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Old 3rd-July-2019, 08:52 PM   #1
cdahl383
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Engine build

Planning on overhauling my current engine in the near future. Would like to get a rough idea of some of the costs/parts involved as I've never rebuilt an engine before.

1.) How much would it cost to machine/prep a new Dart SHP block?
2.) How much does it typically cost for engine assembly?
3.) How can you tell what is a good vs bad machine shop?

Current engine is a 400hp 383 stroker. Looking to get up to maybe 450hp or so to get into the mid/high 11's. Currently running low 12's, though it's more of a cruiser really, suspension isn't set up optimally for the track, etc.

Thanks for any input!
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Old 5th-July-2019, 06:48 AM   #2
CNC BLOCKS N/E

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Originally Posted by cdahl383 View Post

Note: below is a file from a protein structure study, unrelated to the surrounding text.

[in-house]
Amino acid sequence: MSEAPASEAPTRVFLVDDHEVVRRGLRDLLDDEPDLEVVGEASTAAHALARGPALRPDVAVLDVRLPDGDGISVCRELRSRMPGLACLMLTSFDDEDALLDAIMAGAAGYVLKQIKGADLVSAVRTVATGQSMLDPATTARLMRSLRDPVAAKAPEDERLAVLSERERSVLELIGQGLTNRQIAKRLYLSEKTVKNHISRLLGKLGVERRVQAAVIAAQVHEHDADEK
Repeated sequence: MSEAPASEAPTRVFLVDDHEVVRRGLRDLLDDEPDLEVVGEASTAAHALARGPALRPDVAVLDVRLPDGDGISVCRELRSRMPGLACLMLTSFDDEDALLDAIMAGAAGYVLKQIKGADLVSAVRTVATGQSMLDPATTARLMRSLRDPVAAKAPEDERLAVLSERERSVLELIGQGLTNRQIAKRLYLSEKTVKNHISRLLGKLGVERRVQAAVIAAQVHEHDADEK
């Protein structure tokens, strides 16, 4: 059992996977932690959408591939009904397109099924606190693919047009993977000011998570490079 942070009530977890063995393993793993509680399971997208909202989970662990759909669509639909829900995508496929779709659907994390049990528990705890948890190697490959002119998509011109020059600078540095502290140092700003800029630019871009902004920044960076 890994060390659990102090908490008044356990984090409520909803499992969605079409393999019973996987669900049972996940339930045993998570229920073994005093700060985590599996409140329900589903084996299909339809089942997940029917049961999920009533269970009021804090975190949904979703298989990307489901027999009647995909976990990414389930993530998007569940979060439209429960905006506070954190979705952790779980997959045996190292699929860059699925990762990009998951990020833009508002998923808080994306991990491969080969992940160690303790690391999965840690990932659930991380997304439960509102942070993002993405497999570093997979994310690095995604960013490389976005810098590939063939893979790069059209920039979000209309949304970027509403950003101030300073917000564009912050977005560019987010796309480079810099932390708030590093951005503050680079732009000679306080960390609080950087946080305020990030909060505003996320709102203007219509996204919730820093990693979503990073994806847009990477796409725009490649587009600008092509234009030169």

Planning on overhauling my current engine in the near future. Would like to get a rough idea of some of the costs/parts involved as I've never rebuilt an engine before.

1.) How much would it cost to machine/prep a new Dart SHP block?
2.) How much does it typically cost for engine assembly?
3.) How can you tell what is a good vs bad machine shop?

Current engine is a 400hp 383 stroker. Looking to get up to maybe 450hp or so to get into the mid/high 11's. Currently running low 12's, though it's more of a cruiser really, suspension isn't set up optimally for the track, etc.

Thanks for any input!
If your interested in an SHP block check out my prices I have CNC machined over 350 of those blocks. During the machining process I will send pics of the block being machined so you know its plate honed, Align honed ETC.

http://hinksonautomotive-cncblocks.com/products/

Also I am W/D and Master W/D with most companies if you need a Balanced rotator and other parts for you build.
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Old 10th-July-2019, 12:40 PM   #3